The world’s top mobile money platform is so successful regulators worry it could disrupt the economy
At the time of M-Pesa’s launch in 2007, few could have conceived the mobile money service would be as ubiquitous and deeply entrenched in the lives of millions of Kenyans as it is today. A sizable portion of Kenya’s economy is now deeply ingrained in the platform to levels that are starting to concern officials on the economic consequences in the event of system-wide collapse or compromise.
While acknowledging its important role, Treasury officials think mobile money should be regarded as a “plausible fiscal risk” to the country given the growing inter-linkages with different sectors of the economy. At least 25 million Kenyans use the Safaricom-owned service through which they transacted $28 billion in 2015. This was equivalent to about 44% of the country’s GDP of $63.4 billion at the end of the period. In the first three quarters of 2016, it transacted $25 billion. It is the leading mobile money platform globally in terms of regular users and transactions.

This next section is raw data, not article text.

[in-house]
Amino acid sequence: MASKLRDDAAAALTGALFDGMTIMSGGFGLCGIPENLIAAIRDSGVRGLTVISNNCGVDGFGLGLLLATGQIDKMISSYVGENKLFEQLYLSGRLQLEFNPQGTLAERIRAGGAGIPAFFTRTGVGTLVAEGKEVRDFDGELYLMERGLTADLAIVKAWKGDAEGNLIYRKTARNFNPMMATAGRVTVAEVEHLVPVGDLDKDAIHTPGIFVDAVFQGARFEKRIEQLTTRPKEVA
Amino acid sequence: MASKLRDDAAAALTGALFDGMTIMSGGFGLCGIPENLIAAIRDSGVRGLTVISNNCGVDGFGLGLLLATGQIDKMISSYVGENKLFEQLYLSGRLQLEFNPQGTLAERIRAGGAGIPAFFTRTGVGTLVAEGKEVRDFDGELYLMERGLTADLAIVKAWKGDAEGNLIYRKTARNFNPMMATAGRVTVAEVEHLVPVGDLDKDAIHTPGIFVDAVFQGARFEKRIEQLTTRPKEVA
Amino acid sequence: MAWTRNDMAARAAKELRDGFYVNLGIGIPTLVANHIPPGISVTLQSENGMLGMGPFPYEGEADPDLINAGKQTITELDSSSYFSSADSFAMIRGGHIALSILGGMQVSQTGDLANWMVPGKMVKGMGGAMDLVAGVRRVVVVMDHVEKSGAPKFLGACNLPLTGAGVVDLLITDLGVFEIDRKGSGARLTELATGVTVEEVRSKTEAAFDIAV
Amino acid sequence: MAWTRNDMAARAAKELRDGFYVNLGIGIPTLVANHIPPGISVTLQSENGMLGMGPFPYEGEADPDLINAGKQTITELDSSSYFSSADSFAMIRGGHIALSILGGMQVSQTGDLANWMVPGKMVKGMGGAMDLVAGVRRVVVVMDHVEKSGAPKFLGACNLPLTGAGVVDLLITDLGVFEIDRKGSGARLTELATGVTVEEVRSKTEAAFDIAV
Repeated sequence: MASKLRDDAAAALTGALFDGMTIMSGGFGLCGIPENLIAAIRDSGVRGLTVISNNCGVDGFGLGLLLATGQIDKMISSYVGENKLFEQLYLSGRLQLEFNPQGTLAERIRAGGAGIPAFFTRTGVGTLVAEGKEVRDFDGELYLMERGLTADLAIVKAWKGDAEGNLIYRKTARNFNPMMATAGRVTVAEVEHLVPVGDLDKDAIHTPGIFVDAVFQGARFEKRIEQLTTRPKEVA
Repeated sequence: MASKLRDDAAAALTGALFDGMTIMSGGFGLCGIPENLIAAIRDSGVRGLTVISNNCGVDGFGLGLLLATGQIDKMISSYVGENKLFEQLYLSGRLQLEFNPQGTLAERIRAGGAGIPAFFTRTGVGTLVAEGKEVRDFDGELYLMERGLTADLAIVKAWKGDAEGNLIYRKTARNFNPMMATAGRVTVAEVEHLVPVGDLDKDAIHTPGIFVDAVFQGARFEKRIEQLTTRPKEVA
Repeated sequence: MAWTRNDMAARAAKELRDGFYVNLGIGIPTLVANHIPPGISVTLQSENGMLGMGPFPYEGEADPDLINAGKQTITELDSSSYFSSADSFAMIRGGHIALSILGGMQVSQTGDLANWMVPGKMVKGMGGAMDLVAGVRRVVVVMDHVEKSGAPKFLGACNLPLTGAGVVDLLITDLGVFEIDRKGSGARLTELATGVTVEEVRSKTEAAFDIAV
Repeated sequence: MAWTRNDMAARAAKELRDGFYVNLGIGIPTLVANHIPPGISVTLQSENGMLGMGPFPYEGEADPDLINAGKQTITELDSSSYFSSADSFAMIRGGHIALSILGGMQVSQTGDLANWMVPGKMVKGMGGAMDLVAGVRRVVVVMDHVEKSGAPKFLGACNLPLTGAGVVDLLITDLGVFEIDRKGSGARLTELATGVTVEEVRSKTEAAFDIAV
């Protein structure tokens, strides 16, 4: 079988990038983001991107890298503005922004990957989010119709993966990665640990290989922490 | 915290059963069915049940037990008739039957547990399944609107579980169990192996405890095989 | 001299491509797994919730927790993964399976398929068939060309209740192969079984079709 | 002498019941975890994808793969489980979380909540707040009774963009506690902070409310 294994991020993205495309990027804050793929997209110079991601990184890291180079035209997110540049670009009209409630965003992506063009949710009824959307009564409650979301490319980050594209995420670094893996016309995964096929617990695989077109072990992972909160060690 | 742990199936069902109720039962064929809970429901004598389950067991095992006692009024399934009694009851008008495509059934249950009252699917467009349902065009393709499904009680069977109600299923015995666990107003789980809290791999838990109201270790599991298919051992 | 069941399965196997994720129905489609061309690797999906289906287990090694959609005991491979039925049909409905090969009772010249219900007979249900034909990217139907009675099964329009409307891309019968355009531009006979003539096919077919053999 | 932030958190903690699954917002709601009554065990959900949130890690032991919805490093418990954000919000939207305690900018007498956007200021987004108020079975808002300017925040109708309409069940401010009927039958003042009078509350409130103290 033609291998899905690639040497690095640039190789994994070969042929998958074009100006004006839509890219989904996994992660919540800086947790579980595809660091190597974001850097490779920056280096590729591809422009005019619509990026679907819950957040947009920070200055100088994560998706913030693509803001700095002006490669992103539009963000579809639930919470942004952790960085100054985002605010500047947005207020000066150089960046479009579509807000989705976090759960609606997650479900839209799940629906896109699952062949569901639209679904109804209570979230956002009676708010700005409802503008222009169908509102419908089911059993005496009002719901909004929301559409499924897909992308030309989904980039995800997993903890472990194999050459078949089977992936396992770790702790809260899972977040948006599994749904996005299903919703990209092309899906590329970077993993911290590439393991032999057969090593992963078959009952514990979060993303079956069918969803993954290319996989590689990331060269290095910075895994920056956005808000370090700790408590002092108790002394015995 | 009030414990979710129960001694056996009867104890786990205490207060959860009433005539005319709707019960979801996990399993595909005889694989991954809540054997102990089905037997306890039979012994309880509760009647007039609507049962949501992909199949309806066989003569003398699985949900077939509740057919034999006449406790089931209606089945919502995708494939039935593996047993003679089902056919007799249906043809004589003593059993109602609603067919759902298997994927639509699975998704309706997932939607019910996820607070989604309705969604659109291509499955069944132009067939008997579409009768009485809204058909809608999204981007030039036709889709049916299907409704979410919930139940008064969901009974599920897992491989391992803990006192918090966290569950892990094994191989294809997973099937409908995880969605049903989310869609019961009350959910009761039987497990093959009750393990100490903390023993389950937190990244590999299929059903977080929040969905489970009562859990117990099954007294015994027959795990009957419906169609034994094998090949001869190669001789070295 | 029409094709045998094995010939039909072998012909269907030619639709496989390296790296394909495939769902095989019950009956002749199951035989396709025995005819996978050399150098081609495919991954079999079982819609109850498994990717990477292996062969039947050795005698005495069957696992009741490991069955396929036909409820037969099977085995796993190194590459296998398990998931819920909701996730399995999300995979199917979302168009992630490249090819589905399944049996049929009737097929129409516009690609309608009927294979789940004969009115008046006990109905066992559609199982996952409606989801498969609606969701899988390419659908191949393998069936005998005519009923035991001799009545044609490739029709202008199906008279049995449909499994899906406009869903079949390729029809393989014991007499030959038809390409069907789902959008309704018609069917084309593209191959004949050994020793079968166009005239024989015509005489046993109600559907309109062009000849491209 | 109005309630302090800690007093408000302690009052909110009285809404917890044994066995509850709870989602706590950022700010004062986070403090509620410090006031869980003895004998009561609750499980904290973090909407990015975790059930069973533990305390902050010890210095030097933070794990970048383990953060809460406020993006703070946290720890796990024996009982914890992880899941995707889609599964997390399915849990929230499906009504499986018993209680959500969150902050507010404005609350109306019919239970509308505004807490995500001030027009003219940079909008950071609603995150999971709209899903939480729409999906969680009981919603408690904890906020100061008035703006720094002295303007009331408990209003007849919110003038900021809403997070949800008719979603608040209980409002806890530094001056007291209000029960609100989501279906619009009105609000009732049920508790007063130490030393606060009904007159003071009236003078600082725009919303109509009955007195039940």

“The financial and other institutions linked to this system would be susceptible possibly amounting to the value transacted through the channel, were this risk to materialize,” the government noted in a recently released budget report (pdf, pg.83). READ MORE
Notes on Mpesa
Mobile money has worked elsewhere in the world. M-Pesa was started in Kenya in 2007 by Safaricom, a 90- per cent Vodafone subsidiary, as a corporate social responsibility (CSR) activity. Due to Kenya’s high crime rate, it was near impossible to carry money physically. So M-Pesa started as a money transfer project and was hugely successful. Today, M-Pesa has 70 per cent penetration in Kenya and is no more a CSR activity.